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Malicious domains are floating around the cloud: Here’s the threat to companies

Dive Brief:

  • More than 86,600 newly-registered domain names (NRD) are considered “risky” or “malicious,” according to analysis of 1.2 million NRDs between March 9 and April 26 by Palo Alto Networks’ Unit 42. Unit 42 estimates nearly 2,000 COVID-19-themed domains are created daily.
  • More than 56,200 NRDs were hosted by Amazon Web Services, Google Cloud Platform, Microsoft Azure and Alibaba. AWS hosted the most, accounting for about 70% of malicious NRDs.
  • Unit 42 found some domains “resolve to multiple IP addresses,” resulting in “many-to-many mapping.” Content delivery networks used in cloud environments enable the mapping, which can render IP-based firewalls “ineffective,” according to the research.

Dive Insight:

The cloud forced organizations to reevaluate the firewalls of yesteryear. But during the coronavirus pandemic, malicious actors are taking advantage of reliance on the cloud and security loopholes.

Only the “next-gen” firewalls have the ability to adequately “ingest” threat intelligence and react accordingly, Jay Chen, senior cloud vulnerability and exploit researcher for Unit 42 at Palo Alto Networks​, told CIO Dive.

Security in the cloud is shared between the service provider and the customers, but there are inherent limitations. And if an incident occurs, short of a bad actor accessing a vendor’s infrastructure, the responsibility falls on the customer.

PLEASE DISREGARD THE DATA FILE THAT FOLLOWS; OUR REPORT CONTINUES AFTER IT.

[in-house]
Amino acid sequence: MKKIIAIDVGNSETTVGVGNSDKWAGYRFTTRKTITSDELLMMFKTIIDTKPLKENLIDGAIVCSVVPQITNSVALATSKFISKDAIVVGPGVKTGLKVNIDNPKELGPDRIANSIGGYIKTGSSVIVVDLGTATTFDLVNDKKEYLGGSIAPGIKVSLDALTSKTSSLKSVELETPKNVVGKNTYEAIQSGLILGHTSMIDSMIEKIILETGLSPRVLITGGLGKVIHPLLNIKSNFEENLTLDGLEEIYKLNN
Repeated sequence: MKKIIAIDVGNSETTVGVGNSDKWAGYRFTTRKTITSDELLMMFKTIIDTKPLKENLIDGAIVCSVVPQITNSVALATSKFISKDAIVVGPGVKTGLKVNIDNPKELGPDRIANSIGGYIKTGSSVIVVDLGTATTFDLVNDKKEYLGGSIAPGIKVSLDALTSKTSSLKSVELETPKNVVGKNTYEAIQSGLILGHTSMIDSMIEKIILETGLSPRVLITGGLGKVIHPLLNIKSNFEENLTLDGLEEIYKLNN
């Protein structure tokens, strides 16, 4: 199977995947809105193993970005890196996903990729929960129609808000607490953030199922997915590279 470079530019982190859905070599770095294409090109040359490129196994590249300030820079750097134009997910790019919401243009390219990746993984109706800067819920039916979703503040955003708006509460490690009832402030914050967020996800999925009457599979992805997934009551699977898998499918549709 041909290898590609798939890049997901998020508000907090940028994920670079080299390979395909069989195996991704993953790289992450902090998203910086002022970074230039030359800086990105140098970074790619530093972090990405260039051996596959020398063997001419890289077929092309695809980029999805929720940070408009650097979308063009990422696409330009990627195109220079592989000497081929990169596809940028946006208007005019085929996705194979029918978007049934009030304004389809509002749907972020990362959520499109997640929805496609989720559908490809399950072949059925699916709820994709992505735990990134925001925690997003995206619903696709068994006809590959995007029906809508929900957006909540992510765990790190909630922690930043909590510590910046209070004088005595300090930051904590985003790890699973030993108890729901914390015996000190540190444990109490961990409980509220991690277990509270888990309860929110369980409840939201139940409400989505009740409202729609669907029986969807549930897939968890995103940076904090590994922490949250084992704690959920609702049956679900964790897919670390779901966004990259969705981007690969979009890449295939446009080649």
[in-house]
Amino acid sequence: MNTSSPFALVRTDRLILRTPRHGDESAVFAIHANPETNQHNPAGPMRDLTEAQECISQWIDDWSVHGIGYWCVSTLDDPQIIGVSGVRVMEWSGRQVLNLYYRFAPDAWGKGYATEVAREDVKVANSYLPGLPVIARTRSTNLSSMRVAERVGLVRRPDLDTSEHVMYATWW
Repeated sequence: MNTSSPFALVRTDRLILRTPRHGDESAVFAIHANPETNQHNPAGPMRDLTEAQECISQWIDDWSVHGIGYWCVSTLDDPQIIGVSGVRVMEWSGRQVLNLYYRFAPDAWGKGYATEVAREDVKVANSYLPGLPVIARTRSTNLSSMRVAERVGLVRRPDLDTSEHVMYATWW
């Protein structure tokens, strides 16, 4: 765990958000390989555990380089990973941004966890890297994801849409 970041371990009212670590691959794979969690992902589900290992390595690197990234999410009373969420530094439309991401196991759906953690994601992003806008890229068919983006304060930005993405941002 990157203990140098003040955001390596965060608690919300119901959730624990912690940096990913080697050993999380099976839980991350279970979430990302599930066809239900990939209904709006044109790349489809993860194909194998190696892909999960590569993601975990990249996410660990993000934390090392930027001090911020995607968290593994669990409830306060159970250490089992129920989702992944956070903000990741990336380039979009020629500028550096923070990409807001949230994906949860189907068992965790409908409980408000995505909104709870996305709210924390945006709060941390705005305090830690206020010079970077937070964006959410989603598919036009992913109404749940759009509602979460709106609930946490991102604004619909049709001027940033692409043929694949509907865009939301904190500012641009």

“Users just want their cloud application to work but don’t have much time and knowledge to secure the applications,” according to Chen.

Unit 42 only found 5% of malicious NRDs on the public cloud, an indication that cloud providers are “doing a lot already” to mitigate threats, said Chen. If cloud providers are performing sufficient monitoring and screening, bad actors are “less willing to host malicious domains in public.”

The threat of NRDs is amplified by a remote workforce, depending on whether or not an employee is using a company device or accessing data.

“If, for instance, someone was to try and purchase face masks for their remote employees with a corporate credit card on a malicious site, attackers would have all the details of that corporate card,” said Chen.

There are fewer security controls in an employee’s home compared to an office. “The protection from the enterprise firewall and active directory group will no longer work at home,” according to Chen. Cloud-enabled security measures extend to remote workers.

If a company, for whatever reason, doesn’t have cloud security they should implement alterative measures, including:


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